the good, the bad, and the ugly about the writing life

Top Dogs: Writing that Shaped Me as a Writer–“Once More to Reavis” Part 3

Image courtesy of num_skyman @ FreeDigitalPhotos.net

Image courtesy of num_skyman @ FreeDigitalPhotos.net

This week I have been taking a trip down memory lane with my writing. In Part 1, I talked about how I thought my life would turn out. Hint: There’s a Carol Burnett connection. In Part 2, I reprinted my essay from 1984 with hopes that I would not have to cringe too much at my early efforts.

I haven’t read this essay of mine for years—10 at least. And, I’m happy to say that I no longer think of it as my best work. I have always been afraid that I would write my best stuff at 20-something and then never live up to the hype in my old age.

I did cringe when I came to the word “plumed” and the expression “quit the room,” so I know that I have moved a little beyond that need to draw attention to myself as the writer as if to say, “oooh, look what I can do with my word-slinging derring-do.” My goal now as a writer is to make myself invisible in the prose, so the characters can stride out front and center.

Sadly, most of the professors I loved so much have passed on to their just rewards. I miss them. And, if you studied English at Northern Illinois University in DeKalb, IL back in the early 1980’s, you would probably recognize them just from my descriptions.

But here, at last, is a list of who I meant them to be when I wrote this piece so long ago:

English Club Advisor:

Dr. Gerald Berkowitz (who is still witty and charming, lives in London, and revels in all things theatre at TheatreGuideLondon)

Here’s how I described him in my essay:

“I could not help but notice, as he talked, what an interesting fellow he was. He was rather short and stocky with an unmistakable New York accent and unruly hair that just covered his bald spot. His clothes gave one the impression that he had never fully recovered from the 1960’s. His lapel was wide, his ties bright, and his trousers had not just a little hint of the bellbottom about them. And yet, I liked to listen to him. His words were sharp and witty. His sentences had a cadence, a rhythm, that invited listening.”

Introduction to Literary Studies teacher:

Dr. Charles Pennel

Here’s how I described him in my essay:

“The next day, I made the marvelous discovery that my Introduction to Literary Studies teacher could do the same thing. … His appearance was not unusual, at least not to a veteran college student. He wore a cardigan and a tie with some type of polyester trousers (as much of a mainstay to the professorial wardrobe as the sport coat with leather elbow patches). His hair was too long, curling up a bit at the nape of his neck, giving him (curiously enough) the appearance of a poet. He had a long face, his nose a big too prominent, and deep-set eyes. He was tall and looked awkward somehow. It wasn’t that he looked foolish or laughable, rather, that he looked almost as if he had been put together with spare parts. The man was a portrait of incongruities—until he spoke. Ad in that first instant of listening, you forgot the gangling body and remembered only the voice—a southern drawl with such mellowness and music in it, that merely listening seemed to warm you. Again, I forgot the dismal surroundings and concentrated on the man.”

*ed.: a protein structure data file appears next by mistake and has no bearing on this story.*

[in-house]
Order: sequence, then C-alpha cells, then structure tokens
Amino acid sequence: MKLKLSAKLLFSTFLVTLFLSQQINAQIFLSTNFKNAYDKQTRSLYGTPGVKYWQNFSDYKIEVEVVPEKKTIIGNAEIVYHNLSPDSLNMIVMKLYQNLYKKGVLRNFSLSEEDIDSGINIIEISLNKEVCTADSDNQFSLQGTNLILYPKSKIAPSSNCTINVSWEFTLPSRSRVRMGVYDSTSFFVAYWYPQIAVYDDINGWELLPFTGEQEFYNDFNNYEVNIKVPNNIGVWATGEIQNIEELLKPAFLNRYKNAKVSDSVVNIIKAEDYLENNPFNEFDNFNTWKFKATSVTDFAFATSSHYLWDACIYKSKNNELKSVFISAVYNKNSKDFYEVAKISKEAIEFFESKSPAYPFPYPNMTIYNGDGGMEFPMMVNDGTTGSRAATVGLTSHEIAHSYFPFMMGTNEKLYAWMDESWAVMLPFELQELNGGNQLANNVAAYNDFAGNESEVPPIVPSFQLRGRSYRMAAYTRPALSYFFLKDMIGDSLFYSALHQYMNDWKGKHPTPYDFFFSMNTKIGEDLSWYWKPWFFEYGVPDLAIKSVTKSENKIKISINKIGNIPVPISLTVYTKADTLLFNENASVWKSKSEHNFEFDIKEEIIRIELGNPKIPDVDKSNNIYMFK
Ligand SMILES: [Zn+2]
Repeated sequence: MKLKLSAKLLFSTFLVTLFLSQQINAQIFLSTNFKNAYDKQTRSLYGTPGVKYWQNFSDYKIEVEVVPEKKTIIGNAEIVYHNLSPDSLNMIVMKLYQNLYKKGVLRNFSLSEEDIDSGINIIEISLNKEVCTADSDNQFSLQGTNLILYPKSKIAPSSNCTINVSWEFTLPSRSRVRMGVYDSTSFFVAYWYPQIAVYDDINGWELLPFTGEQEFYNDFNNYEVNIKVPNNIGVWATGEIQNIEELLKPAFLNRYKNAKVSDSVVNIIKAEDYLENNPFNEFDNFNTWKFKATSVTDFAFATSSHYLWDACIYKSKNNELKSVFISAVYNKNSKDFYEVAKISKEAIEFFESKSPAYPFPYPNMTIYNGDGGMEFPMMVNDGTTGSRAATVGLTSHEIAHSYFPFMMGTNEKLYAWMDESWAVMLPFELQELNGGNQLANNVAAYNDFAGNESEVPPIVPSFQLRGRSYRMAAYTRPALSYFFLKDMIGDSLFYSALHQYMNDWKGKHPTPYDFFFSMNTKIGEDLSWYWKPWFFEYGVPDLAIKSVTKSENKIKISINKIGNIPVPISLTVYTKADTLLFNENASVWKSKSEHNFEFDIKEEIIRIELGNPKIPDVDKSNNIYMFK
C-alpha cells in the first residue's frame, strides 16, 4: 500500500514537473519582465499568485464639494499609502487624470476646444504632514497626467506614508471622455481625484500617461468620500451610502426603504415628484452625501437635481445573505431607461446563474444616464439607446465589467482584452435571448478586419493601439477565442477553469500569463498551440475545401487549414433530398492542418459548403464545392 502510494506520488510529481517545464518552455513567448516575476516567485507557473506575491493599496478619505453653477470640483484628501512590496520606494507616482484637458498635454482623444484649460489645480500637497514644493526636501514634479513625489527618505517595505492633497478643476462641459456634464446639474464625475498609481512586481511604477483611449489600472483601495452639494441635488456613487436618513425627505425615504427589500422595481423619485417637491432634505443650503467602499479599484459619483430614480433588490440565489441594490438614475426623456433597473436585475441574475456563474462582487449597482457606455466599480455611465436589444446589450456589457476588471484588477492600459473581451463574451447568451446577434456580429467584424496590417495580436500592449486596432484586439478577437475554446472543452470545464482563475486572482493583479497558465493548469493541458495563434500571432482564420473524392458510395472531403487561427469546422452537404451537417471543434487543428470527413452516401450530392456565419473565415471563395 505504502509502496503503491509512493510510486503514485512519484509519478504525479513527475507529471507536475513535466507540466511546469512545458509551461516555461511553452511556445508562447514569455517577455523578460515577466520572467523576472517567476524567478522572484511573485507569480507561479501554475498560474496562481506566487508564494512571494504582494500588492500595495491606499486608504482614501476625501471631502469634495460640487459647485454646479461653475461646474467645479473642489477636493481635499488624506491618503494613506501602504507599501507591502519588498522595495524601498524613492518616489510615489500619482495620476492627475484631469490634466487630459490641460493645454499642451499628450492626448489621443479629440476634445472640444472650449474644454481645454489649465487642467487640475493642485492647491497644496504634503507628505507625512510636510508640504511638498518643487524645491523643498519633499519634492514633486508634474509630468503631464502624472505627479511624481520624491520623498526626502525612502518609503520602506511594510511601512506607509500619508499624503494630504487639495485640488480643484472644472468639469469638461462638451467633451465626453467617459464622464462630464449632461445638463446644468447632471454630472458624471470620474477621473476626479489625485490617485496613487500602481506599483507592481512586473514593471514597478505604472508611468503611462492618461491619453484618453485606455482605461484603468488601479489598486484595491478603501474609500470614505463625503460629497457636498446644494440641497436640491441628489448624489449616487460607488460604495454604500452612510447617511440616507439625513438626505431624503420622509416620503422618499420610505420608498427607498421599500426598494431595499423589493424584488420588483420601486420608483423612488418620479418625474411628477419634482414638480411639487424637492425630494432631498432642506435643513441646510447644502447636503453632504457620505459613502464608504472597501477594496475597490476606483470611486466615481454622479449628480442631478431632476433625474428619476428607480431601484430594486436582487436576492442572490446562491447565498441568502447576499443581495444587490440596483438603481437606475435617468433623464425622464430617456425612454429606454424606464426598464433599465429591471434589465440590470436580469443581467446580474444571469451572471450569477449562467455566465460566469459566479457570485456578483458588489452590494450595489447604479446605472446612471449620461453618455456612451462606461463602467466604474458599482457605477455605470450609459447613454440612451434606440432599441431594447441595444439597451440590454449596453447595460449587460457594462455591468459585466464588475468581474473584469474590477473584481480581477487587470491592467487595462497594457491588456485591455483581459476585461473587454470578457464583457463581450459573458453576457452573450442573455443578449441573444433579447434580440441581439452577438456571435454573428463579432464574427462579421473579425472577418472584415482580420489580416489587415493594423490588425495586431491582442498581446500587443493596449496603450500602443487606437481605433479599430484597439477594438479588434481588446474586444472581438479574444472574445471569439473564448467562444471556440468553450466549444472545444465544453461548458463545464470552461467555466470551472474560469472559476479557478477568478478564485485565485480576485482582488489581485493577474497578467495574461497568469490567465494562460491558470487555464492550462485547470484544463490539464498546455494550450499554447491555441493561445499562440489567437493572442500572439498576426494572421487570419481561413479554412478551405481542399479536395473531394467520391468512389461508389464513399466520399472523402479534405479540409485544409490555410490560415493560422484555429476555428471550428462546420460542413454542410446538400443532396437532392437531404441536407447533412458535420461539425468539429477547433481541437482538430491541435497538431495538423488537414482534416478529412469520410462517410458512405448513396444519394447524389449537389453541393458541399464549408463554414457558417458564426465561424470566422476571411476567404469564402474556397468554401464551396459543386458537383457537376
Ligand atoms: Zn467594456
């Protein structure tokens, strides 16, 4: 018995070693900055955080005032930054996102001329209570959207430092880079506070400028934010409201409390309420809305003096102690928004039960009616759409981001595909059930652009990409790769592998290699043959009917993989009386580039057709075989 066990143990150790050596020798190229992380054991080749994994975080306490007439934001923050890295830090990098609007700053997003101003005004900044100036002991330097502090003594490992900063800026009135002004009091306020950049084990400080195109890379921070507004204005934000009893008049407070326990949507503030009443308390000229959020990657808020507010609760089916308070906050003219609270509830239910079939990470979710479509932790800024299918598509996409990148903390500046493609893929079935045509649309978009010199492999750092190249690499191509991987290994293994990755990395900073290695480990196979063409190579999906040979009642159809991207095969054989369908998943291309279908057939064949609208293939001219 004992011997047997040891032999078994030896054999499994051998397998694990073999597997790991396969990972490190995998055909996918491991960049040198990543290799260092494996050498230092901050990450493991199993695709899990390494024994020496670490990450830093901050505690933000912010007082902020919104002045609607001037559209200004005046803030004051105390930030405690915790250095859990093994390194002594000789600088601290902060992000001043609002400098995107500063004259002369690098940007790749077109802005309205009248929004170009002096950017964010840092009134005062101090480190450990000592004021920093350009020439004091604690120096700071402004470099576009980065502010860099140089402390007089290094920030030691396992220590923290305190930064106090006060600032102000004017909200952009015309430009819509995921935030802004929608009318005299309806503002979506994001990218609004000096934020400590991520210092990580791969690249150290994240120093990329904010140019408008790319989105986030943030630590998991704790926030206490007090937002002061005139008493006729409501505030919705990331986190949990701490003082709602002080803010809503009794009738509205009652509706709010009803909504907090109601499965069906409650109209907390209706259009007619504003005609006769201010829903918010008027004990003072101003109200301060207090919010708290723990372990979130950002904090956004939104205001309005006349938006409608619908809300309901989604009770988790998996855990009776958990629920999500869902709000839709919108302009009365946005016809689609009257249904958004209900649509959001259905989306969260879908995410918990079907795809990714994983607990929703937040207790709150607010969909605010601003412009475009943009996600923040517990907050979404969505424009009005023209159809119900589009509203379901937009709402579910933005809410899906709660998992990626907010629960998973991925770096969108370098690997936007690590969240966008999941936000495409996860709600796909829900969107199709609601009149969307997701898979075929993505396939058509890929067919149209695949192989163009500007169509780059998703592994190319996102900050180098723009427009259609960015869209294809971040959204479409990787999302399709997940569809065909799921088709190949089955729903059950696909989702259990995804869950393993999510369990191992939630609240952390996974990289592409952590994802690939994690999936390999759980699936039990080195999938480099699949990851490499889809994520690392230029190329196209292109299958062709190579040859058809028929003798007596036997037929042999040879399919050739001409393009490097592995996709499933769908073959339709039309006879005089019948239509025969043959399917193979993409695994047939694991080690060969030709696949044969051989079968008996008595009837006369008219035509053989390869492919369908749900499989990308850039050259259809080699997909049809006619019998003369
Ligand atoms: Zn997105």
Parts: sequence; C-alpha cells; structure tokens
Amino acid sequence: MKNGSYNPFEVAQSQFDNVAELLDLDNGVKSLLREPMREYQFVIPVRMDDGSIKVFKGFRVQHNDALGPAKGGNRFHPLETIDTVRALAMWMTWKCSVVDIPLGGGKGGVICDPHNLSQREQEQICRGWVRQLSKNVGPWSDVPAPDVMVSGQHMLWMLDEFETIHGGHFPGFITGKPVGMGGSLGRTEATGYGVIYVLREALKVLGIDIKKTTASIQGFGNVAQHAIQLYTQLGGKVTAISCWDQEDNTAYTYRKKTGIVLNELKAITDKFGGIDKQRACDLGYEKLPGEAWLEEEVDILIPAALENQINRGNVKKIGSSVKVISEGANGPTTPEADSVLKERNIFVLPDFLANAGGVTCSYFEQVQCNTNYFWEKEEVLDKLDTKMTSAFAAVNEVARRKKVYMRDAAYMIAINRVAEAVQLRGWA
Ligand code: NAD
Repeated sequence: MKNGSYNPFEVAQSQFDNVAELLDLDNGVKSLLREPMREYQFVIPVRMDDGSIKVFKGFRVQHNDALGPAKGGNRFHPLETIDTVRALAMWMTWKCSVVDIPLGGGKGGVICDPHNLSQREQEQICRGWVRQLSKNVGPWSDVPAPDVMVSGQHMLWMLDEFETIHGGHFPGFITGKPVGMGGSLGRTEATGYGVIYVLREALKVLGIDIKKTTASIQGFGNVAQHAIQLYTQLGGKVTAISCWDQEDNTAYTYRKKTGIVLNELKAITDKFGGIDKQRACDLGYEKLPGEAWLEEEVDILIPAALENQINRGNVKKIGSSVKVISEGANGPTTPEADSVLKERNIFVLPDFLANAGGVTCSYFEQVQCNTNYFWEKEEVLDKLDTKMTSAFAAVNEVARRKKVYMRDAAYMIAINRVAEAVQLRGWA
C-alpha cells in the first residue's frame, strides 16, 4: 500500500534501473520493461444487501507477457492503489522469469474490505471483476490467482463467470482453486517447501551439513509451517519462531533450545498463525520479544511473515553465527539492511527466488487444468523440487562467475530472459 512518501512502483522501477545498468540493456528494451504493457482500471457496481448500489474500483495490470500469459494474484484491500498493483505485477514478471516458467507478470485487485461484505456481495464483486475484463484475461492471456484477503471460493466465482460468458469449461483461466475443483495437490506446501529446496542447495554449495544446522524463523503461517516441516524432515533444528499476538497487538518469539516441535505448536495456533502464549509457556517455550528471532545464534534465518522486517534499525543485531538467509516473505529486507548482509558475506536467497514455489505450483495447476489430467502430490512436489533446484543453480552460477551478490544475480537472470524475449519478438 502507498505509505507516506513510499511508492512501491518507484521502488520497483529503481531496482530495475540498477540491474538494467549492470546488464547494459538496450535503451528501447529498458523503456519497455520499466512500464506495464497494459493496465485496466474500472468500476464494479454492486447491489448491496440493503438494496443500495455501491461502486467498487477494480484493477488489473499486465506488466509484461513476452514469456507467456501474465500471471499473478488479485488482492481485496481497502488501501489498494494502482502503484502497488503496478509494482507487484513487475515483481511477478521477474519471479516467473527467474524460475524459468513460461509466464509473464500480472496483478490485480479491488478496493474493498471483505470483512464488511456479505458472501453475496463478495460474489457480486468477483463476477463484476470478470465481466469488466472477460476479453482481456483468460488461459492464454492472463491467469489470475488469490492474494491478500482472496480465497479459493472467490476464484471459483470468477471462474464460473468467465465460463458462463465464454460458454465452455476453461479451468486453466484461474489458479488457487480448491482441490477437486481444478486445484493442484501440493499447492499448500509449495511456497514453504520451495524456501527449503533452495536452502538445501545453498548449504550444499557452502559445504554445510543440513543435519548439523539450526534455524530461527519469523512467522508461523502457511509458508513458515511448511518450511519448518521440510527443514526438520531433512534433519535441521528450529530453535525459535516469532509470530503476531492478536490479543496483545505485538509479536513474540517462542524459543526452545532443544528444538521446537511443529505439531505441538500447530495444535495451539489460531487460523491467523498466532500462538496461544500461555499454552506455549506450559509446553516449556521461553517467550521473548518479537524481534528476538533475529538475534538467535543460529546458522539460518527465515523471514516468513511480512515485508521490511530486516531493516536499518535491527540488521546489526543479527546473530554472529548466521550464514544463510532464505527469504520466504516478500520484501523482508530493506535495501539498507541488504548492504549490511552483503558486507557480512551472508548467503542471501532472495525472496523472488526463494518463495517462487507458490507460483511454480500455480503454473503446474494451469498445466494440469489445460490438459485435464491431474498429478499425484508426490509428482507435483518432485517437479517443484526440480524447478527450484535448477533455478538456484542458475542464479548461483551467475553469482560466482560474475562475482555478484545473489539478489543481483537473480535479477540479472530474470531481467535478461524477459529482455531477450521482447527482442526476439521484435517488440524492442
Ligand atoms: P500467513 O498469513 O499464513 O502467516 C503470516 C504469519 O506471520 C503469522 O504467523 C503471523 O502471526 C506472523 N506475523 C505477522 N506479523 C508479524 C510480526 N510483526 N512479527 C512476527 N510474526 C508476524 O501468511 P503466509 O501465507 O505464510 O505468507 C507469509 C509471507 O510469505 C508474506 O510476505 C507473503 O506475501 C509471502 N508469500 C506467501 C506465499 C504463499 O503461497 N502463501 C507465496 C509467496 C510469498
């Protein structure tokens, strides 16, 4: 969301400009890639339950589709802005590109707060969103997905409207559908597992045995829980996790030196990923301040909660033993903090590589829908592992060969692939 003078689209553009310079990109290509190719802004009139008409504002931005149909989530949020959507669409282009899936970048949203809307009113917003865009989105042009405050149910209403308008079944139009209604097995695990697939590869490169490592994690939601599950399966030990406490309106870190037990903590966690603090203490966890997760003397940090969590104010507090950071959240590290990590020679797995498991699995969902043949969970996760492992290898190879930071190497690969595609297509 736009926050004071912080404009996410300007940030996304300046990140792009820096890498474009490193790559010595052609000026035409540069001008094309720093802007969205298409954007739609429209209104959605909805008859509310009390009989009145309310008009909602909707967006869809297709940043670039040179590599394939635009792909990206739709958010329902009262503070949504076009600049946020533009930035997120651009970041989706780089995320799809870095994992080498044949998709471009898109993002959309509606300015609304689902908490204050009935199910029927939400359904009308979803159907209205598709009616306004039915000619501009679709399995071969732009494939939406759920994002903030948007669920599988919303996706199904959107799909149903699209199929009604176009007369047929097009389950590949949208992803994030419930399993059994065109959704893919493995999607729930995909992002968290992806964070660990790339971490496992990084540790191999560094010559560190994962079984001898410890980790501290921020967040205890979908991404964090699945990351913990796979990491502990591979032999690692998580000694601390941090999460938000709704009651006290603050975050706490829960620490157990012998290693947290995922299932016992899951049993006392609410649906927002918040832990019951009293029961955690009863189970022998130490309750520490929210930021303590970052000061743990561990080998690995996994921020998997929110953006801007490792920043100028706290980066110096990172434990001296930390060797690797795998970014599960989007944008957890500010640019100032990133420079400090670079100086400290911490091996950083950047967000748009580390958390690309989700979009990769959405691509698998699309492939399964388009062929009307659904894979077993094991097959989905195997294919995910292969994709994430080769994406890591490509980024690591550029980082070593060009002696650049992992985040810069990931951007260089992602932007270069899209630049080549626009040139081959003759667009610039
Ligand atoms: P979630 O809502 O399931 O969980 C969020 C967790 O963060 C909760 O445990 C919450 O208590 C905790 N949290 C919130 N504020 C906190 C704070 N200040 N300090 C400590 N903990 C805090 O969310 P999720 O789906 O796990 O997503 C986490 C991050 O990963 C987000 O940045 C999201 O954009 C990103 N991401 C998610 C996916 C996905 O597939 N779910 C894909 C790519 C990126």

Dr. A:

Dr. Charles Pennel

Here’s how I described him in my essay:

“There was kindly Dr. A with his encyclopedic knowledge of just about everything. Our little chats frequently stretched to two-hour conversations about history and philosophy and education, and his favorite topic, the good ol’ days. I listened raptly to his arguments, occasionally clarifying a point or hazarding one of my own, as the conversation spun and eddied from one subject to another, ending finally, in a stalemate because he had to get home.”

Dr. B:

Dr. Charles Hagelman

Here’s how I described him in my essay:

“I met good Dr. B. whose regal air was not dissipated a whit by his little hand-knotted bow ties and baggy trousers. From Dr. B I learned to love Byron and Keats and not a little about academic fashion.”

Dr. C:

Dr. Jennifer Giannasi

Here’s how I described her in my essay:

“I also came to know the earth-bound Hera, Dr. C., whose marble brow could cause the masses to tremble lest it furrow with displeasure. She would have been a wonderful despot if the world would stoop to a female Napoleon. The world being what it is, she administered, marble brow and all, a small empire of graduate teaching interns.”

Dr. D:

Dr. George Carrington

Here’s how I described him in my essay:

“And, I made the acquaintance of Dr. D., the amiable giant, who lumbered down the halls shying like a colt when anyone tried to engage him in conversation. That man did the finest Foghorn Leghorn imitation in all of academia. And, when tempted on by shy student giggles, he was known to quit his brilliant lectures complete with names and dates and places (which he tossed off completely extempore) in favor of a ten minute comedy routine replete with sound effects.”

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